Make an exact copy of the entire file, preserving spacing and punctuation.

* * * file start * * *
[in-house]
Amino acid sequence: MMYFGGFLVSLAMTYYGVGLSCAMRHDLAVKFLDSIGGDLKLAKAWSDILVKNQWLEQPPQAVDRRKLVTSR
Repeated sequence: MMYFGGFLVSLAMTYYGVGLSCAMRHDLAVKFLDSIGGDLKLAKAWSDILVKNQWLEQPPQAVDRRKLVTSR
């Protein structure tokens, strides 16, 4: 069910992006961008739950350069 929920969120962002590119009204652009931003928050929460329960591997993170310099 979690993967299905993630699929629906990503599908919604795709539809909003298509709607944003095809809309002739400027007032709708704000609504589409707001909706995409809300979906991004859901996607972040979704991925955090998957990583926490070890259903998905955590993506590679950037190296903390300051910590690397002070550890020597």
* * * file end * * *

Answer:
[in-house]
Amino acid sequence: MMYFGGFLVSLAMTYYGVGLSCAMRHDLAVKFLDSIGGDLKLAKAWSDILVKNQWLEQPPQAVDRRKLVTSR
Repeated sequence: MMYFGGFLVSLAMTYYGVGLSCAMRHDLAVKFLDSIGGDLKLAKAWSDILVKNQWLEQPPQAVDRRKLVTSR
């Protein structure tokens, strides 16, 4: 069910992006961008739950350069 929920969120962002590119009204652009931003928050929460329960591997993170310099 979690993967299905993630699929629906990503599908919604795709539809909003298509709607944003095809809309002739400027007032709708704000609504589409707001909706995409809300979906991004859901996607972040979704991925955090998957990583926490070890259903998905955590993506590679950037190296903390300051910590690397002070550890020597």